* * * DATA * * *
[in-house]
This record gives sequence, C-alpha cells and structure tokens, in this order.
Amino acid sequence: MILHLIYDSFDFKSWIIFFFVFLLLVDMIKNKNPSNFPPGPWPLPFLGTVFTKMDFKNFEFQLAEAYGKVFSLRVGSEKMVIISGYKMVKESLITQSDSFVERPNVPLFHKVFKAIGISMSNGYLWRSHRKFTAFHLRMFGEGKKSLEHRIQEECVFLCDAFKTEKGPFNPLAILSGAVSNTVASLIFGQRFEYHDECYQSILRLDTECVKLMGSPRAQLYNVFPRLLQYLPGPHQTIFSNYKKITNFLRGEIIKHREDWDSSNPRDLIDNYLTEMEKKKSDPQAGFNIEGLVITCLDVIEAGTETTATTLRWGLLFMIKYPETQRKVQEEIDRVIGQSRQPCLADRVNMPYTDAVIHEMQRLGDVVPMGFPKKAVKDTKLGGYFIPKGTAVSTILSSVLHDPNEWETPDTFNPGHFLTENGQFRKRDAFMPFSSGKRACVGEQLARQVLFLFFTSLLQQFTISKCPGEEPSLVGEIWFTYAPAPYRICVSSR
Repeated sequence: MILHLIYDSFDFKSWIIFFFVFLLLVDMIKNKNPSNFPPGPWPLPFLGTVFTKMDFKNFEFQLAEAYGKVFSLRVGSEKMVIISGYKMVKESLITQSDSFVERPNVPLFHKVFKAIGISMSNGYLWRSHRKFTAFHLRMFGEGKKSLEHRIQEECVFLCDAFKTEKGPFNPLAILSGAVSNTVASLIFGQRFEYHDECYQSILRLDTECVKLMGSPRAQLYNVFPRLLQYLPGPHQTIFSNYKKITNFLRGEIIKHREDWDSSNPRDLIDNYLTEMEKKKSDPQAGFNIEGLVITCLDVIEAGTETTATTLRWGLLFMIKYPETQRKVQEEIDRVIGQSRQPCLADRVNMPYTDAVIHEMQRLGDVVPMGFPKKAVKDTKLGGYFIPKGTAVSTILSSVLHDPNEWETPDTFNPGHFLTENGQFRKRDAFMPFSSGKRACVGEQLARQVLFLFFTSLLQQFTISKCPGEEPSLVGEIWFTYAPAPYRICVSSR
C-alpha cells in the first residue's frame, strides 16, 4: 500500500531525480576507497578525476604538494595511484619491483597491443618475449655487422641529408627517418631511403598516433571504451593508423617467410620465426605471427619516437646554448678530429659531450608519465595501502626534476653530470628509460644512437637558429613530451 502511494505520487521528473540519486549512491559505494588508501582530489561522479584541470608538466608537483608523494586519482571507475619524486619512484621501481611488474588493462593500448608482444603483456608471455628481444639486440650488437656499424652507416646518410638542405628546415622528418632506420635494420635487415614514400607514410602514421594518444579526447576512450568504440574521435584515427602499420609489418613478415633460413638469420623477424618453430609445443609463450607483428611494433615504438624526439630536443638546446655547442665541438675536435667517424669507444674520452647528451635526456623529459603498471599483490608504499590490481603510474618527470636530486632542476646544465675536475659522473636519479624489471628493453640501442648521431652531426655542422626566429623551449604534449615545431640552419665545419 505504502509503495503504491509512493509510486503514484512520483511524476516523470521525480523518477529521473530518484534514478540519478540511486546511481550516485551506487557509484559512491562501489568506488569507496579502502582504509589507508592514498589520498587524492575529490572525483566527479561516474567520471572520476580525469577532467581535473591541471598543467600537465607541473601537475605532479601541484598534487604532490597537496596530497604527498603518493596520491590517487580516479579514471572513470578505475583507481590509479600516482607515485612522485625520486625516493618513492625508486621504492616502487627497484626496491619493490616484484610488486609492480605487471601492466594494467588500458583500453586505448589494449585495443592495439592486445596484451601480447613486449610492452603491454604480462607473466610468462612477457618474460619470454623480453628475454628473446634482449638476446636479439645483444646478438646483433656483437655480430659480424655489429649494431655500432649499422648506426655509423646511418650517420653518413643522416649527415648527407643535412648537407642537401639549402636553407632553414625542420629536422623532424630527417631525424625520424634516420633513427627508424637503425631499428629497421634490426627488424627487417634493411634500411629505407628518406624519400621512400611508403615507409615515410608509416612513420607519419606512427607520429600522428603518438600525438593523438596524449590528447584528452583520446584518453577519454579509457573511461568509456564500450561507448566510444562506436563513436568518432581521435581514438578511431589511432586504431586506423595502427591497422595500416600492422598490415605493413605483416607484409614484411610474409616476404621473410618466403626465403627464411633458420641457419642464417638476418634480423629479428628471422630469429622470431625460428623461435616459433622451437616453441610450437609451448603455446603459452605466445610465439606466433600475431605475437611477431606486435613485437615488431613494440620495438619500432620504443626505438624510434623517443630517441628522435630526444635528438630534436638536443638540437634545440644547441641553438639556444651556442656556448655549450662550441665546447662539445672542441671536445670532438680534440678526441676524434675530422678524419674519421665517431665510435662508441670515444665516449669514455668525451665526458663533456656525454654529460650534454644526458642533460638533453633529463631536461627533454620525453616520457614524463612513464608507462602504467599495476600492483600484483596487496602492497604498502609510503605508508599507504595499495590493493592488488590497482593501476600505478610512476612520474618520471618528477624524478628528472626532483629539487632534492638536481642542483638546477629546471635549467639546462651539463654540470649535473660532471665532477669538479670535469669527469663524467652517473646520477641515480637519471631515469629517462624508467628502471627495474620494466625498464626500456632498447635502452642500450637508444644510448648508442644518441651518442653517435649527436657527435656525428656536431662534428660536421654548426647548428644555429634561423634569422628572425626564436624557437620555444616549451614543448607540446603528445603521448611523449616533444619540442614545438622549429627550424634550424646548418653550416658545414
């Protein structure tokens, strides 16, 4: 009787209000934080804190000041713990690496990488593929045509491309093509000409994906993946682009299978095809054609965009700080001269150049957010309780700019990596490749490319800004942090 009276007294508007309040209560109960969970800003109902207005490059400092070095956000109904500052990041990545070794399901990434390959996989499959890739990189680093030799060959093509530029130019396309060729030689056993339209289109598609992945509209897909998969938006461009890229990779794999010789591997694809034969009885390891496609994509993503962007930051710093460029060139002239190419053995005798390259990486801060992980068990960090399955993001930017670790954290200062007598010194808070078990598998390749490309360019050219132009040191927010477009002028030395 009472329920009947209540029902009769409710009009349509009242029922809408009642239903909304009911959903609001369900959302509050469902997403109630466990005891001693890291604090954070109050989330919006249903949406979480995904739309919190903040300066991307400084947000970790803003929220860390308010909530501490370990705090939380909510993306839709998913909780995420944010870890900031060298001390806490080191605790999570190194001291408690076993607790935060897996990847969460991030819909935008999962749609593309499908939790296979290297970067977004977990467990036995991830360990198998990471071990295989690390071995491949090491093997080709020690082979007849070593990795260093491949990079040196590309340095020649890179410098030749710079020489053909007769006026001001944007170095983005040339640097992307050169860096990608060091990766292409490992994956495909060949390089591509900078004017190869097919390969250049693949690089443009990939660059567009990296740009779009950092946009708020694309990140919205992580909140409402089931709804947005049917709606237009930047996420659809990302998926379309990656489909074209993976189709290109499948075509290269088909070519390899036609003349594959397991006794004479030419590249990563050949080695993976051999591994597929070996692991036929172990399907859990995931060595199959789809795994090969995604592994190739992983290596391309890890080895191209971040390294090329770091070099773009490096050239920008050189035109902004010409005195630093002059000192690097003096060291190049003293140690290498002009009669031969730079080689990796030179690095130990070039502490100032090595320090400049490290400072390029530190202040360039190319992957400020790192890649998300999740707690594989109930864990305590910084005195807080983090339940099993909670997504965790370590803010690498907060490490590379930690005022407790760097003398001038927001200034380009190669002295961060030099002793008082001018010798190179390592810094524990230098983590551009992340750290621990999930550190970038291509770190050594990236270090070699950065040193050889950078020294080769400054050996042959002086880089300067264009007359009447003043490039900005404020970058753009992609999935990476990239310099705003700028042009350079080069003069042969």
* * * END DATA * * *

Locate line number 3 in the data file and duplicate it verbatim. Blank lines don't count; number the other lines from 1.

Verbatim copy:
Amino acid sequence: MILHLIYDSFDFKSWIIFFFVFLLLVDMIKNKNPSNFPPGPWPLPFLGTVFTKMDFKNFEFQLAEAYGKVFSLRVGSEKMVIISGYKMVKESLITQSDSFVERPNVPLFHKVFKAIGISMSNGYLWRSHRKFTAFHLRMFGEGKKSLEHRIQEECVFLCDAFKTEKGPFNPLAILSGAVSNTVASLIFGQRFEYHDECYQSILRLDTECVKLMGSPRAQLYNVFPRLLQYLPGPHQTIFSNYKKITNFLRGEIIKHREDWDSSNPRDLIDNYLTEMEKKKSDPQAGFNIEGLVITCLDVIEAGTETTATTLRWGLLFMIKYPETQRKVQEEIDRVIGQSRQPCLADRVNMPYTDAVIHEMQRLGDVVPMGFPKKAVKDTKLGGYFIPKGTAVSTILSSVLHDPNEWETPDTFNPGHFLTENGQFRKRDAFMPFSSGKRACVGEQLARQVLFLFFTSLLQQFTISKCPGEEPSLVGEIWFTYAPAPYRICVSSR